What a start to a boating season with 22 major problems or stoppages

Published: Friday, 09 April 2021

HERE we are in the middle of the first week of the 2021 boating season and at least 22 waterways have either major problems or stoppages! Writes John Coxon.

CaRT have had just about a whole year of very little boating activity to fix the broken system but it has just opted to sit on it's collective hands often stating that they 'are looking at finding a method of repair'. Using coronavirus as an excuse no longer washes as work was still allowed to go ahead during the lockdowns, albeit with some conditions.

Affected waterways

These are 21 of the affected waterways taken from CaRT's own Boaters Update of 26/03/21, the latest one I could find:

South Oxford Canal
Grand Union Canal
Hertford Union Canal
Aire & Calder Navigation
Selby Canal
Leeds & Liverpool Canal
South Sheffield & Yorkshire Navigations
Standedge Tunnel
Walsall Canal
Old Main Line
Staffordshire & Worcestershire Canal
Worcester & Birmingham Canal
Bridgwater & Taunton Canal
Sharpness Port
Lancaster Canal
Leeds & Liverpool Canal
Liverpool Link
Shropshire Union Canal
Trent & Mersey Canal

One waterway missing from this list is the Weaver, making it at least 22 waterways!

Not fit for purpose

I consider this to be absolute proof that CaRT is just not fit for purpose. To have at least 22 waterways with stoppages or major problems on them on the very first day of the boating season is an utter disgrace.

CaRT say 'Some work, as you’ll expect, continues and may affect your cruising plans'.  What an understatement.  I do not consider 22 affected waterways to be 'some'!  Also, I would assume most boaters would not expect this amount of outstanding work at this time of the season!  Large amounts of the system are completely cut off. Boaters on the wrong side have nowhere to go at the moment and no idea when they will be able to get out.

Generally well maintained

The first canal was opened 260 years ago in 1761 (the Bridgewater Canal) and most of them have lasted well into the present century.  Up until 2012 when CaRT took over they were generally well maintained and in good working order. In general they were all open for the start of the season and any problems were either nipped in the bud as they started to develop or were fixed in a very short time by a workforce that knew what it was doing. Summer stoppages were hardly heard of!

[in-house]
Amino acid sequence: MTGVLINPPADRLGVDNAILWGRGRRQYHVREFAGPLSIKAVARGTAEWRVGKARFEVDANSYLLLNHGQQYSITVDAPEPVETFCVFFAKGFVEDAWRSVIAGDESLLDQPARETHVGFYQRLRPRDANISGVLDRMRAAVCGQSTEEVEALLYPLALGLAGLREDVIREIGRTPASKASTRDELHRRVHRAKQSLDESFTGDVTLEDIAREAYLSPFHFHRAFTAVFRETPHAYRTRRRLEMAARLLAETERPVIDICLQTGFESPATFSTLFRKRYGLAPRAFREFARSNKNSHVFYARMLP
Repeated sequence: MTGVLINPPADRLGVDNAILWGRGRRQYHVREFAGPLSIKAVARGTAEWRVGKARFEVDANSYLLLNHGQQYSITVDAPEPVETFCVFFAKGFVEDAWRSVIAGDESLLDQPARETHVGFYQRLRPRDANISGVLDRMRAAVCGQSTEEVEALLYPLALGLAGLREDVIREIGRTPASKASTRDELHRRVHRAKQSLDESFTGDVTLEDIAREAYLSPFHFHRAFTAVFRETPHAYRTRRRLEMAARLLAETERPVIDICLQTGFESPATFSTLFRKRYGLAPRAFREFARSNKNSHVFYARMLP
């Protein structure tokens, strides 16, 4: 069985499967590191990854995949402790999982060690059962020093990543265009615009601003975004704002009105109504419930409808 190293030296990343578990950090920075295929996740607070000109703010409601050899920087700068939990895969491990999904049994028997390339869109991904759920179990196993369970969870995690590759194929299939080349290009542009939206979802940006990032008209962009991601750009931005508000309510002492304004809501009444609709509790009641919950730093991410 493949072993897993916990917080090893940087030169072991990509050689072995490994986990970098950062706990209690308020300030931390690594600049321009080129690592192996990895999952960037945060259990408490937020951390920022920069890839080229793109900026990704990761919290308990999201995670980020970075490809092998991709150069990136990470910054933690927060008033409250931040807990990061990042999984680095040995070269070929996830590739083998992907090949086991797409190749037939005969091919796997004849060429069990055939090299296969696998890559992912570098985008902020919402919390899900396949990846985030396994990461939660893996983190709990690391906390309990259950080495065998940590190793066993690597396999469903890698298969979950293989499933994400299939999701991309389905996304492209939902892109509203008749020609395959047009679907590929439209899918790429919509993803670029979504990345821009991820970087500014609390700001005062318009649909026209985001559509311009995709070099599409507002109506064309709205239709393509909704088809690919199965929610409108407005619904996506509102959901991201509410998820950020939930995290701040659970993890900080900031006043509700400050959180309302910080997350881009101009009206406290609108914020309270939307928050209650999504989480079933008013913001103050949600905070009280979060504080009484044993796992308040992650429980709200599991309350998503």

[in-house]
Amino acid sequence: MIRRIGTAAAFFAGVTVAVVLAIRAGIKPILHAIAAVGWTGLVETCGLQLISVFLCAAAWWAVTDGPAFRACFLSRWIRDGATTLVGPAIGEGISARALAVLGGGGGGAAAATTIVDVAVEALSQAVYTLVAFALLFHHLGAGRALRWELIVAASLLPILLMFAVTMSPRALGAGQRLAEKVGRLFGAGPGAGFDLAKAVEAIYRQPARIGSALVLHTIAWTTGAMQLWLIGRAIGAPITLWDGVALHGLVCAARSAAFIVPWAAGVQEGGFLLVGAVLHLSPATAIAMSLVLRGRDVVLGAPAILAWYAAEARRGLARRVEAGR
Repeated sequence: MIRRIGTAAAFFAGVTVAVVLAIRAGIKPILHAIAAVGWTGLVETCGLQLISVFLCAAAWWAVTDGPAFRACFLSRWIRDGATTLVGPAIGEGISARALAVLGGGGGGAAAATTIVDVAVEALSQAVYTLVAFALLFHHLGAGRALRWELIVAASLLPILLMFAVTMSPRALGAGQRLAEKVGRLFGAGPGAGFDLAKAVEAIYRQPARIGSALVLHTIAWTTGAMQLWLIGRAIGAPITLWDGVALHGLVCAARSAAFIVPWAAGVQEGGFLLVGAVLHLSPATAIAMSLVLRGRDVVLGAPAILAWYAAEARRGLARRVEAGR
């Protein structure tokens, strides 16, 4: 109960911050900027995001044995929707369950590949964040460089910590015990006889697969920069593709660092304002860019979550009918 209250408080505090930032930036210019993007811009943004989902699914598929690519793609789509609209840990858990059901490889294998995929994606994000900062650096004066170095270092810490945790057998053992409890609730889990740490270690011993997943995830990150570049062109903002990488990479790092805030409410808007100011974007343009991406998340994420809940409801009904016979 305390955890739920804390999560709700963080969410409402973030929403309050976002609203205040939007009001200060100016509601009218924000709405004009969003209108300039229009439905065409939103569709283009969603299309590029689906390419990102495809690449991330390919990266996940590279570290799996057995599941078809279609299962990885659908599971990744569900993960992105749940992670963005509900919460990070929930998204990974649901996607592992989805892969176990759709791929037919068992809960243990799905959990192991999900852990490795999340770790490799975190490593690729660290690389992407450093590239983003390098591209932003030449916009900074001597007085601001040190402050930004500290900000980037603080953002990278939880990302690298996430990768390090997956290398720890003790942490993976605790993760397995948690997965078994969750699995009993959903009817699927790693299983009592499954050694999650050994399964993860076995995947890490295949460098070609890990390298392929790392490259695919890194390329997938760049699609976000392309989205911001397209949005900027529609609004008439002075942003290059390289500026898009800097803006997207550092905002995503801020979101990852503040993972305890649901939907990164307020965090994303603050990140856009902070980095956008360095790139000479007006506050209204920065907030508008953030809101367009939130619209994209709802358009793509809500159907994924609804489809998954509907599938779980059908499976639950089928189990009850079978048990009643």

Since 2012 things have deteriorated exponentially to a point where we now have 22 waterways with major stoppages or problems on the first days of the season. It's becoming the norm now that every week throughout the year we have more stoppages due to broken infrastructure or neglect!

End up loosing the canals

I have to ask what all the boating societies and organisations are saying or doing about it?  It's about time they got together and started to put collective pressure on CaRT and/or pressured the government bodies and MPs to make CaRT maintain the system properly?  If we as boaters don't get together, and soon, to do something about the appalling mess that CaRT seem to be foisting upon us then we will end up losing the canals altogether, and I don't just mean for boating!

'Looking at finding a method of repair', what does this mean? To me it conjures up a vision of a bloke in bowler hat and a pin stripped suit looking at a hole in the canal bed and saying to his similarly attired colleague "Well? There it is Smithers, so what the bloody hell do we do now". "Well Sir Charles Bowen-Smyth, I could put the kettle on and make us all a nice cup of tea if you like while we sit back and look at finding a method of repair!"

Sacked all

CaRT has got itself into this position because it sacked all the lengthsmen, lock and bridge keepers and maintenance men that had hundreds, if not thousands of years of accumulated experience and contracted their jobs to a company who employ road working gangs who have no experience of canals at all!  To cap it all CaRT then asked some of the men they had sacked if they would like to come back and do their old job as an unpaid volunteer!  I'll leave you to guess at the answers!

DEFRA, hopefully in their wisdom, are at least tendering for an organisation to 'evaluate the performance of the Canal and River Trust'.

One of the items on the list that it will be looking at is to 'Assess the trust's performance of its obligations arising under the Grant Agreement and other founding documentation'!

Hope not a white-wash

One can only hope that this isn't a white-wash or box ticking exercise and they look very carefully at the maintenance and upkeep records of the infrastructure that CaRT are responsible for!  The well publicised disgusting state of the badly maintained dam at Whaley Bridge should give them a good starting point.  One thing I can be pretty certain of is that we boaters will not be asked to contribute!  It's a pity that, as they could get a lot of useful information from us as a collective!

As CaRT continually like to point out, looking after a 200 year old system has it's difficulties, most of which I feel are self inflicted. Most of the canal system is listed grade 1 or 2 so deliberate damage or neglect amounts to a criminal act.  But, who's overseeing CaRT and making sure they carry out their obligations properly?

Deliberately damage

While on the point of deliberate damage why do CaRT allow those television programmes where the 'actors' deliberately crash into bridges, quays and lock gates etc. knocking lumps off of them then laughing about it. It's a criminal act. It's not the way to go boating. Canal boating is not a contact sport, but what do CaRT do about it?  Nothing. But then CaRT seem to be getting very good at doing nothing nowadays...